How I eventually created over 150 illustrations for Lu Xun’s works
ZHAO Yannian (Translated by Mon WONG)
I was 14 when I enrolled in Shanghai Fine Arts School. I often saw a classmate carrying a thick hardcover book with a red cover, which made me curious. Once after class, I picked up the book to take a peak while he wasn’t around. Printed in silver inks, the title of the book was The Complete Works of Lu Xun. Though I didn’t understand exactly what the book was about, I was deeply impressed nonetheless. Looking back now, I realize how green and ignorant I was.
I started to understand Lu Xun a little more systematically in 1956. It was the twentieth anniversary of his death, and the government planned to build Lu Xun Memorial Halls in Beijing, Shanghai and Shaoxing, while the Shanghai Film Studio planned to make a film about his life, so they were in desperate need of artworks that portrayed Lu Xun’s life and works. The Shanghai Artists Association was tasked to organize artists in Eastern China to create the artworks. By then, I was already a professional painter in the Association and was involved in the organization and creative process for the event. In order to fulfill my task, I began with learning about Lu Xun’s life, and then, through examining plenty of sketches of artworks for the event and creating my own artworks, I obtained a much deeper understanding of Lu Xun. He has such a great spirit in him.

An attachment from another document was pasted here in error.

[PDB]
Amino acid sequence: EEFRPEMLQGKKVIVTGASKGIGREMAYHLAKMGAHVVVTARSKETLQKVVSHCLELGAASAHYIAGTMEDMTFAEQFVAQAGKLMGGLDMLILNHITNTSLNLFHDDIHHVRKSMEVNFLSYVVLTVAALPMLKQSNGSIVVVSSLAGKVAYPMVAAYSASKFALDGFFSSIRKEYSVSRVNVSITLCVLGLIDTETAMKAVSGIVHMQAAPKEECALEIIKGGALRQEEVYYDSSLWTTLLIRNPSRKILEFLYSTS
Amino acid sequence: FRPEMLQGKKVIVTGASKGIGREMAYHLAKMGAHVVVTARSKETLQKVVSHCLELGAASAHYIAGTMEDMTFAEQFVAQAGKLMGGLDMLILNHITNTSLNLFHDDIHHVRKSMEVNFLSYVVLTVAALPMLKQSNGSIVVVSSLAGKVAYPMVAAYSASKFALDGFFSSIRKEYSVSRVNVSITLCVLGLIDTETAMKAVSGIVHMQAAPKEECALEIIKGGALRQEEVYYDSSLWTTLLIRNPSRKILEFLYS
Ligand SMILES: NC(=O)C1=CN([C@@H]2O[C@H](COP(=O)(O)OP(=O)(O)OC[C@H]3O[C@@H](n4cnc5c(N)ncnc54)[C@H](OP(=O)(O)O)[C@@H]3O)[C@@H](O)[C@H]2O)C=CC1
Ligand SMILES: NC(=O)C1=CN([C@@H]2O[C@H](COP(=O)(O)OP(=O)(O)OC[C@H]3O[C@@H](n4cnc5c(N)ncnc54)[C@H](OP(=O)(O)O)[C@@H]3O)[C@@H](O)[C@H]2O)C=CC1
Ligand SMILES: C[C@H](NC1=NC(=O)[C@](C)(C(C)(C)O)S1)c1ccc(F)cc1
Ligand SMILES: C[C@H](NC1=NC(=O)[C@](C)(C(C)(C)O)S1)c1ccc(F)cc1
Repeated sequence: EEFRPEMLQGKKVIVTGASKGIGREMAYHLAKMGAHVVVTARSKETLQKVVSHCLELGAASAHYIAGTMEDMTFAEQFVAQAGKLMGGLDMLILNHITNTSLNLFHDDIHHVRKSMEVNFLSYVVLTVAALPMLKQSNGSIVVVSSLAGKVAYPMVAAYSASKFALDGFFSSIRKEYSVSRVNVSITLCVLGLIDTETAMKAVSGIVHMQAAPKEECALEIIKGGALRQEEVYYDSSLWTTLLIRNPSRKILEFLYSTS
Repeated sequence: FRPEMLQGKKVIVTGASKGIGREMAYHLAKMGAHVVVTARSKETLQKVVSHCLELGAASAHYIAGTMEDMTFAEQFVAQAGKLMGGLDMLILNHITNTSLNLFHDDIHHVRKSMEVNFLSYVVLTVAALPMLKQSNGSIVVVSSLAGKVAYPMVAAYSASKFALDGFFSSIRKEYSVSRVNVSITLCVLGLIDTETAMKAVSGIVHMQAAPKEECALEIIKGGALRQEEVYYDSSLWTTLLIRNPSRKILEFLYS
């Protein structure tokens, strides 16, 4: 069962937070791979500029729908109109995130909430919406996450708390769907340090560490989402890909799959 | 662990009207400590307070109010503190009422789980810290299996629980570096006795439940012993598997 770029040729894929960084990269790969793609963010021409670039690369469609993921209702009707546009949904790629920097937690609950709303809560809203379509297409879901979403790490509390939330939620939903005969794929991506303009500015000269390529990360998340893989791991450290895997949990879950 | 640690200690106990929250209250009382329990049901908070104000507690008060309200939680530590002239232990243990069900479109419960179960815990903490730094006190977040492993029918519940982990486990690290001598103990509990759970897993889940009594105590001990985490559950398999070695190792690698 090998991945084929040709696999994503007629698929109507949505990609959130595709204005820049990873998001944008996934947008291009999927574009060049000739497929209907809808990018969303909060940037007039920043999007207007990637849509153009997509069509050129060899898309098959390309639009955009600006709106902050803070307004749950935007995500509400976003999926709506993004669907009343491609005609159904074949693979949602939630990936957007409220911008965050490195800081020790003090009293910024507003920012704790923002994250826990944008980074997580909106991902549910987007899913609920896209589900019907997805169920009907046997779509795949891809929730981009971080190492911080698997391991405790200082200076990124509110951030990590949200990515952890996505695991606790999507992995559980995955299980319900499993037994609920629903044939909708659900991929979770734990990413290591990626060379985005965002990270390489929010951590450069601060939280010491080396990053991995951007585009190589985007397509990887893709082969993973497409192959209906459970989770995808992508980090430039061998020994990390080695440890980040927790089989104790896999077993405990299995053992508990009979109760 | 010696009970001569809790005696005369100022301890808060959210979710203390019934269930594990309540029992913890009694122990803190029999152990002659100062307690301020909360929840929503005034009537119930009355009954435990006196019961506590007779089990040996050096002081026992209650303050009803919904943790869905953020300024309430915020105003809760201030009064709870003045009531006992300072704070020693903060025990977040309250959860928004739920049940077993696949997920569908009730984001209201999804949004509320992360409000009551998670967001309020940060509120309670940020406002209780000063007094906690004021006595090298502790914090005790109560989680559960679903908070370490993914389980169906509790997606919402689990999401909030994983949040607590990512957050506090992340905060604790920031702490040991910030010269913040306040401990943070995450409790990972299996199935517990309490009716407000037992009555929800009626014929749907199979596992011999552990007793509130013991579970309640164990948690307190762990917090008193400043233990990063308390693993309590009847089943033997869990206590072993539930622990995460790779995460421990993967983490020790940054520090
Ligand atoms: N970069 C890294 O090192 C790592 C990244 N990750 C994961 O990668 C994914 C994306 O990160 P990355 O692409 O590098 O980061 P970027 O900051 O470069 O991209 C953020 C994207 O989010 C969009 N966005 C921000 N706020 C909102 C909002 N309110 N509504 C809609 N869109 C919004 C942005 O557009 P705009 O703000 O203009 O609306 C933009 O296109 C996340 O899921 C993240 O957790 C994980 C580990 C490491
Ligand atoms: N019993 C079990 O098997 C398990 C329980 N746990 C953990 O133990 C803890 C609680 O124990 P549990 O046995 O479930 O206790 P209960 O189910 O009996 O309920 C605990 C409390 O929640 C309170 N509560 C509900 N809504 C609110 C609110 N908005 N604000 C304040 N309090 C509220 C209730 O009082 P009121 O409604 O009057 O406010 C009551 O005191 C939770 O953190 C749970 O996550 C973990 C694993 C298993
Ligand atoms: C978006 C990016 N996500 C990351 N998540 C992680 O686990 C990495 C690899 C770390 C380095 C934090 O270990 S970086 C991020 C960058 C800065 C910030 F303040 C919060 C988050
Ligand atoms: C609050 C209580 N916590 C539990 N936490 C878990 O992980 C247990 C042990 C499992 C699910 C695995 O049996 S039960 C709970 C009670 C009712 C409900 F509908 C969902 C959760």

Born in Huzhou of Zhejiang, Zhao Yannian [赵延年] (1924-2014) was a well known woodcut painter and educator. He enrolled in Shanghai Fine Arts School in 1938 and established with his classmates a “Research Group on Woodcut Paintings in Iron Current” in 1939, which marked the beginning of his woodcut painting career that lasted for 60 years. For years he involved in media, publishing and educational works, while creating excellent woodcut works. He created more than 200 master pieces, including The Portrait of Lu Xun and illustrations for The True Story of Ah Q. For over 60 years, he created more than 700 pieces of woodcut paintings.
Mon Wong is a freelance translator.